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US$1.6 billion US lottery jackpot goes to one ticket

The Mega Millions jackpot and a Powerball lottery prize have spread lottery fever across the US in recent days.

New York

THE Mega Millions drawing was held on Tuesday night (Wednesday morning, Singapore time) with a record-setting US$1.6 billion prize on line that has millions of Americans dreaming of buying homes, cars, helping financially strapped friends and family and early retirement.

The lucky numbers 5, 28, 62, 65, 70, as well as the Mega Ball 5, were drawn. Anyone who hits all six numbers to win the jackpot can choose an immediate cash payment of US$904 million or receive the US$1.6 billion prize over 29 years.

A lottery official said just one ticket, sold in South Carolina, matched all the numbers.

The buyer of the ticket beat the odds of 1 in 303 million to win the Mega Millions drawing for the largest jackpot in US history.

The Mega Millions jackpot and a Powerball lottery prize that stands at US$620 million have spread lottery fever across the US in recent days.

On Tuesday morning, a few customers waited in line at a newsstand in the Port Authority Bus Terminal in New York City to purchase last-minute tickets.

Fernando Chavez said if he wins he would immediately hire a financial adviser. "I'd buy a few properties, get my family in order and share with my neighbourhood," said the 27-year-old who lives in the Harlem neighbourhood of Manhattan.

Experts caution that the winner or winners will face many headaches that come along with their newfound riches. "A big mistake people think: this is a lot of money so let me help everyone," Laurie Ruckel, a trusts and estates lawyer at Loeb & Loeb law firm in New York, said on Tuesday. "There are plenty of people who know how to exploit that ignorance."

Ms Ruckel said the crush of publicity that falls on a lottery winner is something that most people do not usually experience, even those with a high net-worth. She said prize recipients should create a trust and hire a team of lawyers, financial advisers and security.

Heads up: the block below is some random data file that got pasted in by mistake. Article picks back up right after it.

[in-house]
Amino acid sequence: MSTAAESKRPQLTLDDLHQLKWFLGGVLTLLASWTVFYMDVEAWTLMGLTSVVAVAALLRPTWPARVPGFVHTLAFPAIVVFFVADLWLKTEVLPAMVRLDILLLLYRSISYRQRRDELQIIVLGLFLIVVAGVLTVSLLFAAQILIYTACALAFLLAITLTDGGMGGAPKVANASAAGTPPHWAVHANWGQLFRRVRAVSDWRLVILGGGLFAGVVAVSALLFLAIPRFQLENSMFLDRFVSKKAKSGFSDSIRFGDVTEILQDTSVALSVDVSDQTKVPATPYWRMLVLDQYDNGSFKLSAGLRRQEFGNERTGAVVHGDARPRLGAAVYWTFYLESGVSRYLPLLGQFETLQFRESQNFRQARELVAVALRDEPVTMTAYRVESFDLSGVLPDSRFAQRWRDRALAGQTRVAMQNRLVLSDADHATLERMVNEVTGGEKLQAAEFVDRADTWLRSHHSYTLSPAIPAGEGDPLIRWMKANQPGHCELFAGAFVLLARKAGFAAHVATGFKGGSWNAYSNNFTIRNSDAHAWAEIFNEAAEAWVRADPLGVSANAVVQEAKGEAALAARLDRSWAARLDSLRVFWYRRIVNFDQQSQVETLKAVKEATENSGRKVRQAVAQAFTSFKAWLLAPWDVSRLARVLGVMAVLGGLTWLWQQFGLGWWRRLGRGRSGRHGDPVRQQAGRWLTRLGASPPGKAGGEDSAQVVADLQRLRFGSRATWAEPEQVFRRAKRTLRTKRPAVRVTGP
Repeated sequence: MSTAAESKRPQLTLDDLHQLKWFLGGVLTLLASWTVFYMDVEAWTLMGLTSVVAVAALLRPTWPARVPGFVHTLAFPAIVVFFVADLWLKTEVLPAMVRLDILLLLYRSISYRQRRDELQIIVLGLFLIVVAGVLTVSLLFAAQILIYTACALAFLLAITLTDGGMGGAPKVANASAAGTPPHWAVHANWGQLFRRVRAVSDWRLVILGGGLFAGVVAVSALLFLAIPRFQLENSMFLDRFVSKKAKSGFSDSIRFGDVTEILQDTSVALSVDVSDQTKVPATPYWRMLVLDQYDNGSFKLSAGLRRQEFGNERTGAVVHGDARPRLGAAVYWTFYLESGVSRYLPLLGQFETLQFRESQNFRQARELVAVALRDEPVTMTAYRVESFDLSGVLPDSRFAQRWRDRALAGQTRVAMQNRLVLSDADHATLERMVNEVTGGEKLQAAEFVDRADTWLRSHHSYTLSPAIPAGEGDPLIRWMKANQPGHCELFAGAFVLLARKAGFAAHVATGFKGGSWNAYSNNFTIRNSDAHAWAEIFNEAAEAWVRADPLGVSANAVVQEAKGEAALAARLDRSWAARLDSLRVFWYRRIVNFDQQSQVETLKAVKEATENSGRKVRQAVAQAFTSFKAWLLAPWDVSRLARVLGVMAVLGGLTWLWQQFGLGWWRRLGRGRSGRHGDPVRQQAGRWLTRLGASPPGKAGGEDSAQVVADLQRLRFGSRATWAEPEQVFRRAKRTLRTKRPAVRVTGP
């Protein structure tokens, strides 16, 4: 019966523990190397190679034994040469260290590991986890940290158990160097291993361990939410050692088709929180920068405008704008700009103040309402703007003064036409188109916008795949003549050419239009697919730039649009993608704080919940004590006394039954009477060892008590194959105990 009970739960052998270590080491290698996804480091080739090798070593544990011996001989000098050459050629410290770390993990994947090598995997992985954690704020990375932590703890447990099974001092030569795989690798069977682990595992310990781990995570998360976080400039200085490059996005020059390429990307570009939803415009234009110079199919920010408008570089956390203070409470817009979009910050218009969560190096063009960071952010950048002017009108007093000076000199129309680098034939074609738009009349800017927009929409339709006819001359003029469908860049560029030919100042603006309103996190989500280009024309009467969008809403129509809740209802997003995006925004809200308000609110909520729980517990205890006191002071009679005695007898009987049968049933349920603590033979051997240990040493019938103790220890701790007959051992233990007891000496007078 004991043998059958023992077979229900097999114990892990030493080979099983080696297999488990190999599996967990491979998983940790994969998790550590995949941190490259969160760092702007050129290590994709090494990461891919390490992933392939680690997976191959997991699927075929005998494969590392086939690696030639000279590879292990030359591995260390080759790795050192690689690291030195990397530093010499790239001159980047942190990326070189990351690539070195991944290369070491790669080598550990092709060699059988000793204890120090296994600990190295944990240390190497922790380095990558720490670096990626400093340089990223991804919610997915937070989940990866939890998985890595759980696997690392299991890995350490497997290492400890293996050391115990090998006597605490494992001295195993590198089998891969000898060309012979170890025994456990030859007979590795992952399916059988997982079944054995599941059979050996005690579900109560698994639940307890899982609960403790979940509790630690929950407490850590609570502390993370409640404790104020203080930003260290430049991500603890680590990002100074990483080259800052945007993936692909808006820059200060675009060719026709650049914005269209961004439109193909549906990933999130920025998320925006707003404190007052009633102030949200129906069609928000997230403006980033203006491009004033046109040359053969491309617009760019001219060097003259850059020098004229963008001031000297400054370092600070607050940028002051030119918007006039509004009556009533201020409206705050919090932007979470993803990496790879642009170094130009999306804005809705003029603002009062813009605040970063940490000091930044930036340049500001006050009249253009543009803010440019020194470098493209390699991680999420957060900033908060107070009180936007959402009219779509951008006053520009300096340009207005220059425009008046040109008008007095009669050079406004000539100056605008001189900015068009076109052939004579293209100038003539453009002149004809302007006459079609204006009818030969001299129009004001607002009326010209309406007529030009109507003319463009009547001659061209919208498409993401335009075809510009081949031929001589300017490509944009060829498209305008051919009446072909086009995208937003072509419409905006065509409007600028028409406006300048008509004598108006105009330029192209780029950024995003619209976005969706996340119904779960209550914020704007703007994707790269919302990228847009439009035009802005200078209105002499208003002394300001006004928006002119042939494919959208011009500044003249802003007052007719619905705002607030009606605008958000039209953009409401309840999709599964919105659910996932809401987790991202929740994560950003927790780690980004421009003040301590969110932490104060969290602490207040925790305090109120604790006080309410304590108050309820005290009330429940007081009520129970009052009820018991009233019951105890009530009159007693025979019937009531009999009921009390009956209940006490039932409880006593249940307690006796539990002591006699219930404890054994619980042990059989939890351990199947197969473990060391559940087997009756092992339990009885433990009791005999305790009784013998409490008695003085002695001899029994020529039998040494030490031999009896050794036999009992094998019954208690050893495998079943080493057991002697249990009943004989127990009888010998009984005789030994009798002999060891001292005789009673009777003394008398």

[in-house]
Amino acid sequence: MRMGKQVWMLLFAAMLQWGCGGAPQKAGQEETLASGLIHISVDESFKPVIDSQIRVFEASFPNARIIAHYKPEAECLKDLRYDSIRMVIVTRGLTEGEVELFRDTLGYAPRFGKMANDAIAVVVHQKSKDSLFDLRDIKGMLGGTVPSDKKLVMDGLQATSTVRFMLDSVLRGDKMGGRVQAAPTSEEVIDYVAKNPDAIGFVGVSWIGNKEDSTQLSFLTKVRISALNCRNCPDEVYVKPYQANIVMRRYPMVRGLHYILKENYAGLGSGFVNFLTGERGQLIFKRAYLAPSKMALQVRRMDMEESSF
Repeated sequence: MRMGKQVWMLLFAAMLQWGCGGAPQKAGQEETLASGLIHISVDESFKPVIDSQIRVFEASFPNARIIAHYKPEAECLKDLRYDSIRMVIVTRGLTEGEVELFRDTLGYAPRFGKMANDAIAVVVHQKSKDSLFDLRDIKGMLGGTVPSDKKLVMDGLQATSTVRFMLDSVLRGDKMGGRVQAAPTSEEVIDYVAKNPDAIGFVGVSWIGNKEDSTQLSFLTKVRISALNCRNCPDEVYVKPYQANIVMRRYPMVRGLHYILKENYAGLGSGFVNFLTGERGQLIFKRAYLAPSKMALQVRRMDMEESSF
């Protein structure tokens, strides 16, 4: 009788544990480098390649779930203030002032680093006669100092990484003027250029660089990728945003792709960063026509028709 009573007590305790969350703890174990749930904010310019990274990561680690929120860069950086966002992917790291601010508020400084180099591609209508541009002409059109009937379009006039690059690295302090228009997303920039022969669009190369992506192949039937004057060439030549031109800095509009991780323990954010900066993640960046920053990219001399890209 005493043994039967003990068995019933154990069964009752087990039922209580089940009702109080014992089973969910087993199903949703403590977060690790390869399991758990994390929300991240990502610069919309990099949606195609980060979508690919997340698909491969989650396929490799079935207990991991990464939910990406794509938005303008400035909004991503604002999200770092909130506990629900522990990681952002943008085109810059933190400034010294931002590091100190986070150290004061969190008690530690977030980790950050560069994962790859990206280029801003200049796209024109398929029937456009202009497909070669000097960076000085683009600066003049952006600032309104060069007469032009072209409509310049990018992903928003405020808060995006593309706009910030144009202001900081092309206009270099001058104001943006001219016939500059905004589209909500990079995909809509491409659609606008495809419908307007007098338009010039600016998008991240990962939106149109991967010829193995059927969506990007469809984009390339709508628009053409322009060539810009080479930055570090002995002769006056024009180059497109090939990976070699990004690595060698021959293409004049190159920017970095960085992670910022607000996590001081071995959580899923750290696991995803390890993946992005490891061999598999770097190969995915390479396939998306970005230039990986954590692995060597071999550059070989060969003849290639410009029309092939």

Mega Millions set a record for lottery jackpots after nobody won the US$1 billion prize last Friday.

The previous record was a US$1.586 billion jackpot for a Powerball drawing in 2016.

The 1 in 303 million odds of winning the Mega Millions drawing is up from 1 in 259 million a year ago; the change was made to generate larger prizes.

In comparison, the odds of getting killed by a shark are 1 in 3.7 million in a lifetime, according to the International Shark Attack File.

Tickets sold for Tuesday's drawing were expected to cover 75 per cent of all possible number combinations, lottery officials said.

Wednesday's Powerball lottery prize stands at US$620 million, making it the fifth-largest jackpot in US history, after no one got all six numbers at last Saturday's drawing. The lump sum cash payout is estimated at US$354.3 million.

The US$1.6 billion jackpot, a jaw-dropping amount to the average person who can afford a US$2 ticket, is still less than two weeks of profit for technology giant Apple.

A US$1.5 million investment in Microsoft Corp in 1986 would be worth about US$1.6 billion today.

Mega Millions tickets are sold in 44 US states, the District of Columbia and the Virgin Islands. Several states allow online ticket purchases, but they prohibit out-of-state and foreign purchases.

States receive a percentage of lottery ticket sales and then use the money to support public schools or meet other needs.

Both lottery jackpots have been increased recently by rule changes that have reduced the chances of winning. REUTERS

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